Mexicans also toil in the dairy farms, and mow miles of home lawns and golf courses near Lake Como, Williams Bay and Kenosha, a region that Trump showcases to tout his "America First, Hire America" message. The picturesque region is a popular vacation spot with Chicagoans, and draws thousands of immigrants for the hospitality industry.

"The key is to keep a low profile," said Santos, an undocumented worker who did not want his last name used. He and his wife have lived in Wisconsin for 21 years, where they have raised a family of four, including three children born in the U.S. They own and run a landscaping company.

Midwest attracts immigrants

In St. Paul, Minnesota, a network of workers from Axochiapan in the southern Mexican state of Morelos owns restaurants, bakeries and tortillerias alongside Asian and Muslim eateries and businesses. The state is home to the largest Somalian community in the United States and some 185,000 Mexican workers.

"I would say Minnesota — the Midwest in general — is progressive in understanding the contribution of immigrants, refugees," said Gerardo Guerrero, the Mexican consul general in St. Paul.

The anti-immigrant mood across the country hasn't gone unnoticed by immigrants, an increasing number of them transplants from Texas putting down roots in the Midwest.

"I think Nebraska in general is less hypocritical than other states," said Ignacio Chacon in Omaha.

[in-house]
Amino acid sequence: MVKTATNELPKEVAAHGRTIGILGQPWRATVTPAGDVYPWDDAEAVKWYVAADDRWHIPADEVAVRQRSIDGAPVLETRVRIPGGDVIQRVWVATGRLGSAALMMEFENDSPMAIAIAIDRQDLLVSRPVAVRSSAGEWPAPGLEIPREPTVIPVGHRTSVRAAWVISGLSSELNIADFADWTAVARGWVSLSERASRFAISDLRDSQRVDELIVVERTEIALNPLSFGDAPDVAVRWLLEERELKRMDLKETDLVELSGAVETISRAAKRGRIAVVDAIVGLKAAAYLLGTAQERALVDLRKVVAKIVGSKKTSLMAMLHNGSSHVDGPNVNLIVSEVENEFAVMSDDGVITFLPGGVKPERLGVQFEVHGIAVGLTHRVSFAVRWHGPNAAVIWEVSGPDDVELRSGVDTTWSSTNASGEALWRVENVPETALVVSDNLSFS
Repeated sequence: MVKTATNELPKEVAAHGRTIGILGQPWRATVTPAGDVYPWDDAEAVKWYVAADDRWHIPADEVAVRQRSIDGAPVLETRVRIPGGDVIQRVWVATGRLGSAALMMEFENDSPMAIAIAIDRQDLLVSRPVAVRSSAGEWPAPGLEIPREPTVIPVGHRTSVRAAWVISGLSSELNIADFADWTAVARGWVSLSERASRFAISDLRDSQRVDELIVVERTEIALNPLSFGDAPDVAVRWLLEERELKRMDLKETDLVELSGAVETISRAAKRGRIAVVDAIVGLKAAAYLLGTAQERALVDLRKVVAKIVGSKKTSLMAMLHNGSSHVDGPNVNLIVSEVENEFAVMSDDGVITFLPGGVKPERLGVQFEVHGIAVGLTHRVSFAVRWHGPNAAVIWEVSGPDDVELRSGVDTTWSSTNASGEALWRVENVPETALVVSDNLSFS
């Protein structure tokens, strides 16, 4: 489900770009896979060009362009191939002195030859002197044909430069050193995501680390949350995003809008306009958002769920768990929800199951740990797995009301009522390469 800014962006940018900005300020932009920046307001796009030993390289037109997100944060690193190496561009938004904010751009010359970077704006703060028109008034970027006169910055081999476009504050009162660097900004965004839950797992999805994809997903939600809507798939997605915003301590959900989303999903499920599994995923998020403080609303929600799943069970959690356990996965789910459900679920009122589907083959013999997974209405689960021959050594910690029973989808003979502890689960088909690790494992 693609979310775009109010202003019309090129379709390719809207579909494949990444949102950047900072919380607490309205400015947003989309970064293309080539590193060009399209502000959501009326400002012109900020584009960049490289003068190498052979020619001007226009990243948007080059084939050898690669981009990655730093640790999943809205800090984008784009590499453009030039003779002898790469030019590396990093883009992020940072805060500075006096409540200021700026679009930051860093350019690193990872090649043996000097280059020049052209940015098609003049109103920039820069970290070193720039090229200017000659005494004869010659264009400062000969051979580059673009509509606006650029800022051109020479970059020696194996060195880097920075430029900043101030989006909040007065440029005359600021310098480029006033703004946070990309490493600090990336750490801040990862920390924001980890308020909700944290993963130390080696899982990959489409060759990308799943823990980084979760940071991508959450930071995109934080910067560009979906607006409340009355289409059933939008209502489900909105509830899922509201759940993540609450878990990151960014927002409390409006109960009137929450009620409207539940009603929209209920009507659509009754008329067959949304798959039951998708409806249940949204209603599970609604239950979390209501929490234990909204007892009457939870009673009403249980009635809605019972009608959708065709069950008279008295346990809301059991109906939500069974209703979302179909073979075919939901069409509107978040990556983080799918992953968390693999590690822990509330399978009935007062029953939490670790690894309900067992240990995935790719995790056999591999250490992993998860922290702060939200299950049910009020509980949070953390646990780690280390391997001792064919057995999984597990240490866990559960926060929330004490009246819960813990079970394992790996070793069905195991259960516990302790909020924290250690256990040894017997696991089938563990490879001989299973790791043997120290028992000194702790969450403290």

Chacon formerly worked in Texas. He pours cement for up to nine hours a day before working as many as six hours in the evening as a busboy at a high-end restaurant.

"As long we're not too visible, remain invisible, we're fine," he said. "But here no one seems to be talking about targeting us. In fact, employers continuously ask me and others to recruit friends and family from Mexico because they need more workers."

Lisette Aliaga-Lineares, an associate professor of sociology and Latin American studies at the University of Nebraska at Omaha, said she is seeing fewer Mexicans coming from their native country. Instead, she's seeing a rising number of disgruntled Mexicans leaving states because of the high cost of living or fleeing controversial measures such as Texas' sanctuary cities law.

"We don't ask people whether they're from Mexico anymore," she said. "But whether you're from California, because the cost of living is too expensive, or these days from Texas, because many Mexicans don't feel very welcomed there anymore. We're seeing a lot of internal migration."

Sandra Rojo is new to Lincoln, where she works as English Language Learned coordinator at the Literacy council. She once worked near Dallas and finds more Texans moving into the area. "I tell them this is home because you feel wanted, welcomed here."

In her classroom, she teaches Mexicans, Africans, Vietnamese and Middle Easterners: "Different cultures, backgrounds, but we come for the same reason. We're all looking for a better life and to contribute to this country."

Daniel Otto, a Sudanese refugee, student at the University of Nebraska-Lincoln and volunteer at the Lincoln Literacy Council, agreed. "We're the future workforce — Arabs, Vietnamese, Mexicans, people of different faiths. Everyone's tolerance is being tested."